a conflict of interest has arisen between them and their
clients. Defendants' former counsel has sued both Movants
and Defendants in state court for unpaid legal fees relating
to this case. Movants anticipate needing to file a
counter-claim against Defendants in the state court
proceedings, potentially putting Movants in an adverse
position vis-à-vis their clients. Second, Defendants
have ceased all communications with Movants. And third,
Defendants have failed to pay Movants' outstanding
invoices for legal fees. Movs.' Br. 4-5. While all these
reasons may be valid grounds for granting leave to withdraw,
Movants have cited no case law in support of their arguments,
much less any law that mandates withdrawal. This
Court's own research revealed cases in which motions to
withdraw were denied under substantially similar
circumstances. See, e.g., In re DVI, Inc. Sec.
Litig., No. CIV.A. 03-5336, 2014 WL 5430998, at *2 (E.D.
Pa. Oct. 24, 2014) (withdrawal denied, even though client
owed substantial amounts of legal fees, because filings were
still pending and the court's ability to bring the case
to resolution efficiently would be affected);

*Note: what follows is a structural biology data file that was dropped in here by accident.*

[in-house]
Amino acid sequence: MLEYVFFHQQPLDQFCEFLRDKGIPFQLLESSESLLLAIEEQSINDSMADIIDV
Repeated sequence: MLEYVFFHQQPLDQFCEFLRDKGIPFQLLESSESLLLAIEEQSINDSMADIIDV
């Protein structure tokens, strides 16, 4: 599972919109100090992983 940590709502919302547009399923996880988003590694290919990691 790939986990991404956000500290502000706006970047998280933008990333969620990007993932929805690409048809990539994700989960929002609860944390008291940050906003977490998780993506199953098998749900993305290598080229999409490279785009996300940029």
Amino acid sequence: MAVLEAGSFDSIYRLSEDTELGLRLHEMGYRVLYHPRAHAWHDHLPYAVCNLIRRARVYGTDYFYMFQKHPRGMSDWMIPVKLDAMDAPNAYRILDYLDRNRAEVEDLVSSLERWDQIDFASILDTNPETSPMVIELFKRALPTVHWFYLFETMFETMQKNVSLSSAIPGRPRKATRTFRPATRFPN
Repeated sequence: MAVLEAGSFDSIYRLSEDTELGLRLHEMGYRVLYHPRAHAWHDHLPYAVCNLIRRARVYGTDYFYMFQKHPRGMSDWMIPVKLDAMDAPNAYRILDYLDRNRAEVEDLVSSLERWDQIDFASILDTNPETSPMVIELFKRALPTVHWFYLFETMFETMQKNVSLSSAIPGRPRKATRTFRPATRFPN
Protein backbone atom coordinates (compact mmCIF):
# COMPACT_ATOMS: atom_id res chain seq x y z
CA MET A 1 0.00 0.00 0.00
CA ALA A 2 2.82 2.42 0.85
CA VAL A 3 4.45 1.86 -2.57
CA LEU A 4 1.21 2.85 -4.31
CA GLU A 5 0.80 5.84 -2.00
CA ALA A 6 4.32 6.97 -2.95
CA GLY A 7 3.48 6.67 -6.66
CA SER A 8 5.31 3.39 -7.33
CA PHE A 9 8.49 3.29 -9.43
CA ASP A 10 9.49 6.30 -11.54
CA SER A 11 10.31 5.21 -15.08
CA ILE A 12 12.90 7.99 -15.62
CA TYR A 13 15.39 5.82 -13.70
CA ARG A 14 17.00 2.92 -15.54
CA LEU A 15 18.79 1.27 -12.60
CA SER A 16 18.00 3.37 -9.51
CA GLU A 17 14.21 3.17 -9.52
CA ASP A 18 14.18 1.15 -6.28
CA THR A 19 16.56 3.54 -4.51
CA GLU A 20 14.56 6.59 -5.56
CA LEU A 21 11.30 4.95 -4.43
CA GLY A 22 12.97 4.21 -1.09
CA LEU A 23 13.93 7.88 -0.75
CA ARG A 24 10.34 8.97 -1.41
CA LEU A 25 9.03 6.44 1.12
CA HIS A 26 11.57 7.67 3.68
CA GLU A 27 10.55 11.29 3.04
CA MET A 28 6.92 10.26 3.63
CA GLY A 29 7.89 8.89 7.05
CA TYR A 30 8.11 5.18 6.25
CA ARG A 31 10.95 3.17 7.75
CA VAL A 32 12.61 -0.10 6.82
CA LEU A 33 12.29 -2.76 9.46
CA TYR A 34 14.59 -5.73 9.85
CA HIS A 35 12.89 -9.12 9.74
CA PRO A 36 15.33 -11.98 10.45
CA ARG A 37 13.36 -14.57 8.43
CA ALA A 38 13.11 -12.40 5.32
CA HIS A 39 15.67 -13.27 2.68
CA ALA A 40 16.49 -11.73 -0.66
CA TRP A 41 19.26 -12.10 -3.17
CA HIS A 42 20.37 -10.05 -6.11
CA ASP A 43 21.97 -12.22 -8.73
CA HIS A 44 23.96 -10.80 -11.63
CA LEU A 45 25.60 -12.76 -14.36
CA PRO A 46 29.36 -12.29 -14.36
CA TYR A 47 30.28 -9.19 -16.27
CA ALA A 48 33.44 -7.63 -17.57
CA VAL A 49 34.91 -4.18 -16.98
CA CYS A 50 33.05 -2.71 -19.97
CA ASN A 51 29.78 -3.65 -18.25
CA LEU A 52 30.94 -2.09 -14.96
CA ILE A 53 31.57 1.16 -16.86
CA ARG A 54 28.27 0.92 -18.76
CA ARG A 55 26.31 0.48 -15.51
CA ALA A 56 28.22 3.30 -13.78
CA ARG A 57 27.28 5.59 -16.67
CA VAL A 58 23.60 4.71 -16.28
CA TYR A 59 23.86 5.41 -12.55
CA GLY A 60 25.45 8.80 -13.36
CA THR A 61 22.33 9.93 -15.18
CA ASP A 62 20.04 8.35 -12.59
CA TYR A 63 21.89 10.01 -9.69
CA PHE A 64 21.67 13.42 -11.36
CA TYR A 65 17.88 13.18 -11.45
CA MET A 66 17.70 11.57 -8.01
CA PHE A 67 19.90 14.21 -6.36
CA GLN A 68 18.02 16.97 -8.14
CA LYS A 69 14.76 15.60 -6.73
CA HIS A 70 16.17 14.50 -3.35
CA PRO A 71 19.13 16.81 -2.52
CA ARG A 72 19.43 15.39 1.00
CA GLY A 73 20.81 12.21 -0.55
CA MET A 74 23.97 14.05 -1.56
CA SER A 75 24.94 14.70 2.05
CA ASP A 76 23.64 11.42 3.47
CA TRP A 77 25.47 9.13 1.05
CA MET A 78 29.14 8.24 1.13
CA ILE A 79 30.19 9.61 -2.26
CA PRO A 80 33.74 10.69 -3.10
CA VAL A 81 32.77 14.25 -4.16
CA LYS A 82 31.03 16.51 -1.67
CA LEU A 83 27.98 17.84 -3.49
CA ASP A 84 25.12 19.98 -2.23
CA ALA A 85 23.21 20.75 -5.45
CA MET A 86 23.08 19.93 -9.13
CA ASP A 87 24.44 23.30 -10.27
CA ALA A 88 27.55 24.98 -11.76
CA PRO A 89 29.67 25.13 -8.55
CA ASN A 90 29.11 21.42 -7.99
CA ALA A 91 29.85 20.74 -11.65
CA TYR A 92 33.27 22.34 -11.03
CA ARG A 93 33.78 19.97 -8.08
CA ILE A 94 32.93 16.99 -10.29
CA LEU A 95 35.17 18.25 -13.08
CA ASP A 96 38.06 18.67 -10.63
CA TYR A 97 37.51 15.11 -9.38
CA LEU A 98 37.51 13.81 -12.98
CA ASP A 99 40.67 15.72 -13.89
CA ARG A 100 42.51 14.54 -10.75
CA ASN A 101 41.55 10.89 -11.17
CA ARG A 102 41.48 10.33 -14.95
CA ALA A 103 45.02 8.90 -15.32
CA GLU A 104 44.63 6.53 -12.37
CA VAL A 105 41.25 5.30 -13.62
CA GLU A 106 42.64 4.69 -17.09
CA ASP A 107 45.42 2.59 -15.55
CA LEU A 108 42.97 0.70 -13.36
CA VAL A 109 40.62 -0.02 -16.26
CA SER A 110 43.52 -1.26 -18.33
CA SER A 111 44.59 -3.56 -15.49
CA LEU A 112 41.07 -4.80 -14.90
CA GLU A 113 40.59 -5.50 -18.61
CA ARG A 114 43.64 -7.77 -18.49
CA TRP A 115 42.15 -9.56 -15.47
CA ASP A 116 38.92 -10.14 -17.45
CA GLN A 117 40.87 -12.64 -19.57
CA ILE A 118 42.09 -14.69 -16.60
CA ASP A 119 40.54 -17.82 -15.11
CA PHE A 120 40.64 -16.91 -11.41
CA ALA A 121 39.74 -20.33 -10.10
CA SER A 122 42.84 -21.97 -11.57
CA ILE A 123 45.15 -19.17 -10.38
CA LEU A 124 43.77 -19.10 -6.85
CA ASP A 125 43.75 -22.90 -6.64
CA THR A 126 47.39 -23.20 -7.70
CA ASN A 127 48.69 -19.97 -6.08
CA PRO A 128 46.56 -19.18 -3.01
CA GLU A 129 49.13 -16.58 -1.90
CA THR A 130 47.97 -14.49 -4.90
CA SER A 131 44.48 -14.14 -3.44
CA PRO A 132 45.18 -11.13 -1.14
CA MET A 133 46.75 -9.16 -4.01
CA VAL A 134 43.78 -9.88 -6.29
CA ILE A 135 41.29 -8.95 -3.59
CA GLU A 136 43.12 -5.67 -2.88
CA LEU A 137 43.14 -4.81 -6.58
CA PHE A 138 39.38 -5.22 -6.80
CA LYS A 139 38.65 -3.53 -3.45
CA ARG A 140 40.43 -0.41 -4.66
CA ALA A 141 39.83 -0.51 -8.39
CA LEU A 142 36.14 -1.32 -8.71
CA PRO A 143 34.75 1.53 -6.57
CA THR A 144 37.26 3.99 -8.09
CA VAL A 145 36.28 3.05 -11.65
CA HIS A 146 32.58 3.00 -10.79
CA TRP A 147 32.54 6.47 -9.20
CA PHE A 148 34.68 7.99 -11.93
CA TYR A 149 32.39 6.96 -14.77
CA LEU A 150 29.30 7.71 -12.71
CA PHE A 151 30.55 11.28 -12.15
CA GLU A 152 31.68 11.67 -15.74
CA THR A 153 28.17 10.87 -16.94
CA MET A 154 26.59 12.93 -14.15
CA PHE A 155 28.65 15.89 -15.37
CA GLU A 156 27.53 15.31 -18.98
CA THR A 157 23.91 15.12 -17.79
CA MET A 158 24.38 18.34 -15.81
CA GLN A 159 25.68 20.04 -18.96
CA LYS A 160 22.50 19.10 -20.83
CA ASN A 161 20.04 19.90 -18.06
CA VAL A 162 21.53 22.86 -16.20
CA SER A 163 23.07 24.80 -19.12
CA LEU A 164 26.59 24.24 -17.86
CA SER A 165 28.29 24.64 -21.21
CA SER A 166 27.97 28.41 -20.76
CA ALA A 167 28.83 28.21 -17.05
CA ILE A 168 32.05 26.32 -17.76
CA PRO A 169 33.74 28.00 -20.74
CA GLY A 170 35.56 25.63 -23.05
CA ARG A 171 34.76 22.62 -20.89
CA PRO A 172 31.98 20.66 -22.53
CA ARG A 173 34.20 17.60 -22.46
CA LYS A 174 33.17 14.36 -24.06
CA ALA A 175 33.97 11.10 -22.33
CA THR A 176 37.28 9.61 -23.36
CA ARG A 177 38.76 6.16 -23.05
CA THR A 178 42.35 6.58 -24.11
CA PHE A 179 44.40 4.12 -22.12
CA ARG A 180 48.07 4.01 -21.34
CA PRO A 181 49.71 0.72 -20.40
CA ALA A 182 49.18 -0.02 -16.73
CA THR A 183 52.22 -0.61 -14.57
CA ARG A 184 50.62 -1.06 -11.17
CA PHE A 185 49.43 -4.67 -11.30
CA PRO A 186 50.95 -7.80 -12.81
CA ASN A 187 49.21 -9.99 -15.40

Alzheimer's Inst. of Am., Inc. v. Avid
Radiopharmaceuticals, No. 10-6908, 2011 U.S. Dist. LEXIS
140345, at *18 (E.D. Pa. Dec. 7, 2011) (the Local Rules and
Pennsylvania's Rules of Professional Conduct permit the
court to order counsel to remain in the case, despite
apparent conflict, to avoid further delays); Stevenson v.
Rosemont Coll. of the Holy Child Jesus, No. 08-cv-1833,
2008 U.S. Dist. LEXIS 103554, at *4 n.7 (E.D. Pa. Dec. 23,
2008) (“it would be harmful to the administration of
justice to allow counsel to withdraw with dispositive motions
pending, ” even though counsel had lost all contact
with client). Furthermore, given Movants' commitment to
ensure the settlement agreement is formalized, their
appearance continues to serve a meaningful purpose until such
time as the parties execute that agreement or any subsequent
proceedings arising under Local Rule 41.1(b) are completed.
Court is conscious of the practical problems Movants may face
in continuing their representation but, as in
McCune, there is no indication that the relationship
with their clients is so strained that they could not remain
on this case for the limited purpose of executing the
settlement agreement or completing any subsequent proceedings
arising out of the Local Rule 41.1(b) dismissal. The parties
will not be prejudiced by this decision because, even if the
agreement is never executed or even reduced to writing, it
still provides a basis for seeking relief outside the
contours of this litigation. See Good v. Pennsylvania, R.
Co., 384 F.2d 989, 990 (3d Cir. 1967) (it is a basic
principle of contract law that a settlement agreement duly
authorized by counsel is “valid and binding despite the
absence of any writing or formality”).
the motion to withdraw is denied, and this case is dismissed
with prejudice and without costs pursuant to Local Rule
41.1(b). Movants must continue their representation of
Defendants in this case through the completion of any
subsequent proceedings arising under Local Rule 41.1(b),
unless and ...